Extraordinary #WOMANHOOD: Evolving Into a Woman Through Forgiveness

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It’s 4 in the afternoon and I’m trying to take a nap. Maybe that’s a mistake because the moment I close my eyes my phone is going off. Listen, if you know me you know I’m annoyed by this point because no one wakes me up and gets away with it. The screen flashes my mom’s name. Of course, she would be the one calling. I’m not going to answer right away. I never do. I’ll wait for it to go to voicemail and I’ll call her back. Knowing her, she won’t pick up. She rarely does.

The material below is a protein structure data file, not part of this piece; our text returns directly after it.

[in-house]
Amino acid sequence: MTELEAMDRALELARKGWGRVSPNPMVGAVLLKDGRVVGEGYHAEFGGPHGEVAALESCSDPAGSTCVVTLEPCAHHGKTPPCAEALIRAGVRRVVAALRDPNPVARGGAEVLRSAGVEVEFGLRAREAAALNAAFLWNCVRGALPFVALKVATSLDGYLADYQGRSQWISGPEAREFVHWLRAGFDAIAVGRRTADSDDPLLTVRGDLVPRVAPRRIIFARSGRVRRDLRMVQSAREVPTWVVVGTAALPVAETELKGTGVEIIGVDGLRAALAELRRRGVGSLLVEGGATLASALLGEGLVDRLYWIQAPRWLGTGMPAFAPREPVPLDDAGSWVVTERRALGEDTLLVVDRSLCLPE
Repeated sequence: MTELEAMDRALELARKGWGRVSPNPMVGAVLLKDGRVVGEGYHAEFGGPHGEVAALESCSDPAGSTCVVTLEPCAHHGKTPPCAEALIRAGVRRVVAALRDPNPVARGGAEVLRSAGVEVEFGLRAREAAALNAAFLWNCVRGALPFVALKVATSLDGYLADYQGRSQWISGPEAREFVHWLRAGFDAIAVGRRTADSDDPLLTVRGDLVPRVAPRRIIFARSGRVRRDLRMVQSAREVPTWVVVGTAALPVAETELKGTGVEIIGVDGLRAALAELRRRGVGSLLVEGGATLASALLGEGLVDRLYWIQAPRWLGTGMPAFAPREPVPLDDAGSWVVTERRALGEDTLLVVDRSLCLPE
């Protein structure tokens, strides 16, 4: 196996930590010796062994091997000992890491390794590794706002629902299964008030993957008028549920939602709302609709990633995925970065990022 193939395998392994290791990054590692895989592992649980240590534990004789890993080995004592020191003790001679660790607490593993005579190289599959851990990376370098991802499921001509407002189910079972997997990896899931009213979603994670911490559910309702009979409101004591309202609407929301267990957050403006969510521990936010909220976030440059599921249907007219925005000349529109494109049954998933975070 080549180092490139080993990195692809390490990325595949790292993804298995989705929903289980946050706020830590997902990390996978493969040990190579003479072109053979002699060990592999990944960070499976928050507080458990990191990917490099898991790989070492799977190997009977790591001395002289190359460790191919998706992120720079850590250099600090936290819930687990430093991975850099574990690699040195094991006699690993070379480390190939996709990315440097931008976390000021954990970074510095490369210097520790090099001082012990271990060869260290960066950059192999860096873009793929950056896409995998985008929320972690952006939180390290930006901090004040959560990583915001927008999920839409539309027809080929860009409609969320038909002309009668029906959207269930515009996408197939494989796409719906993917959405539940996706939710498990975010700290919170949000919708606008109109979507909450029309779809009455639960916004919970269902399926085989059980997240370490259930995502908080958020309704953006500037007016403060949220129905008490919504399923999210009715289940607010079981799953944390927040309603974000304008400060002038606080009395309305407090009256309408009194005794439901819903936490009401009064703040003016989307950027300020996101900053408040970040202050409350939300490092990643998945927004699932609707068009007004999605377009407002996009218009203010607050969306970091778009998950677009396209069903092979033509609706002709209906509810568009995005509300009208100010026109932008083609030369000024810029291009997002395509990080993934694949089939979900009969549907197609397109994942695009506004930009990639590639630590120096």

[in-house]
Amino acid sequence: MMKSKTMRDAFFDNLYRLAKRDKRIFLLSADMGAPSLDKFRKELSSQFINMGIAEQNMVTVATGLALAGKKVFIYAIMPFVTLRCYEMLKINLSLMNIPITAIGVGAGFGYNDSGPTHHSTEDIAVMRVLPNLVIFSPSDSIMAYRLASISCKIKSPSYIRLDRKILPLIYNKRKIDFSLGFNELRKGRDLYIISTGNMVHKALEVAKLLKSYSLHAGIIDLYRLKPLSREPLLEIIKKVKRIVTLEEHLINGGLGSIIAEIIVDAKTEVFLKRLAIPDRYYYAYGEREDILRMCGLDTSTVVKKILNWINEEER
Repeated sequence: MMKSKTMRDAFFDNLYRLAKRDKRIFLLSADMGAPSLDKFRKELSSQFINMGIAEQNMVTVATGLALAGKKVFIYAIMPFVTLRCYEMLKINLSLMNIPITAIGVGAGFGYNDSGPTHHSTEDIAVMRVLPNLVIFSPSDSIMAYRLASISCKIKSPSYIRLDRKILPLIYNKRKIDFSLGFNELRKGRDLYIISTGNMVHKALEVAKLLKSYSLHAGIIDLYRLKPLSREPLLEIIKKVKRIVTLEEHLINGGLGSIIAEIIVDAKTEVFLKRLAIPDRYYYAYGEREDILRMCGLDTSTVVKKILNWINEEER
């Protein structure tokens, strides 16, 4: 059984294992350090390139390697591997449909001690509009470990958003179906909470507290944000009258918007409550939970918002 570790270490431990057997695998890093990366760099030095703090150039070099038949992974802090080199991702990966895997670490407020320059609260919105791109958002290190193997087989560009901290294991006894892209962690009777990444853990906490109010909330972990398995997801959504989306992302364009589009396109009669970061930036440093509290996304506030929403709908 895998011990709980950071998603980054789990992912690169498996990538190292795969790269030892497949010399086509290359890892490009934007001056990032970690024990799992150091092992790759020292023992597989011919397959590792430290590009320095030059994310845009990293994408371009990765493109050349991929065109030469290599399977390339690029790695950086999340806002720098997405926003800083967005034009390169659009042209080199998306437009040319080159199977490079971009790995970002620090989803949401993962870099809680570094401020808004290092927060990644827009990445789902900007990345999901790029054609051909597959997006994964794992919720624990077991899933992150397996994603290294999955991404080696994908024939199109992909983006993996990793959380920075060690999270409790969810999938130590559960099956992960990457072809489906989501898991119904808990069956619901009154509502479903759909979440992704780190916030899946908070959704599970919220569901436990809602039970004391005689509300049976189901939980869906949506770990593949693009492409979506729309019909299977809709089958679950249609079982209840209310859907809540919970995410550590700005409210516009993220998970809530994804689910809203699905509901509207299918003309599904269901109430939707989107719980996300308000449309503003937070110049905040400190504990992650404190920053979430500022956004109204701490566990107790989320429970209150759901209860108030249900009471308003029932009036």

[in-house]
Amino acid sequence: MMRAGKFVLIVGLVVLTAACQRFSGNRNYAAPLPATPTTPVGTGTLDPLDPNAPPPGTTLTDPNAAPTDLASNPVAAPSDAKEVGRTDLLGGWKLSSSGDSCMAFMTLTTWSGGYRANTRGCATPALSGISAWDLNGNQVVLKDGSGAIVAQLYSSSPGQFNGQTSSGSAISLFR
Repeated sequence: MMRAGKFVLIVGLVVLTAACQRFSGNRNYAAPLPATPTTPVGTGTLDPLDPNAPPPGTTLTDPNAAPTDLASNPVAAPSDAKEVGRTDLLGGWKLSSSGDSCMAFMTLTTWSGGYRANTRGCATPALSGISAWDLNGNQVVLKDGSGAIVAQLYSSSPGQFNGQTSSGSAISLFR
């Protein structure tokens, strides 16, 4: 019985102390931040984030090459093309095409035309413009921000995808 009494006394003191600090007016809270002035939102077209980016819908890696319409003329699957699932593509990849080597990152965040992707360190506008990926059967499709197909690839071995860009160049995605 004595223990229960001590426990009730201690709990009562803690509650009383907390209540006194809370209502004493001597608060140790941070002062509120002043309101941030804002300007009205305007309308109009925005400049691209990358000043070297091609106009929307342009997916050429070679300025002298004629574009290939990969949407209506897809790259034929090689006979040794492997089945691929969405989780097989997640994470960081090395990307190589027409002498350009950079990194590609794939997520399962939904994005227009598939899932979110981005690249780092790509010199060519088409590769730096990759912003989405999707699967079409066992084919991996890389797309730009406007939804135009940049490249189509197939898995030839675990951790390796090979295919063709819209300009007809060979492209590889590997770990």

This cat and mouse game we play on the phone is just a bigger picture of our relationship. I get annoyed when she calls, but I am equally annoyed when I call, and she doesn’t answer. It’s a strange balance of I-do-not-want-her-around-but-I-hate-admitting-that-at-26-I-still-need-her.

Every time I get her voicemail, I always selfishly say to myself, “Jesus, what the hell is she doing!? Doesn’t she know I’m the most important thing in her life!? I have some chisme that I need to tell her RIGHT NOW!” I’m dramatic and so is my mom. Clearly, I’ve learned from the best, but it wasn’t always like this. I used to hate and loathe whenever I saw her name pop up on my screen. Anger fueled that hate. Fear fueled that anger.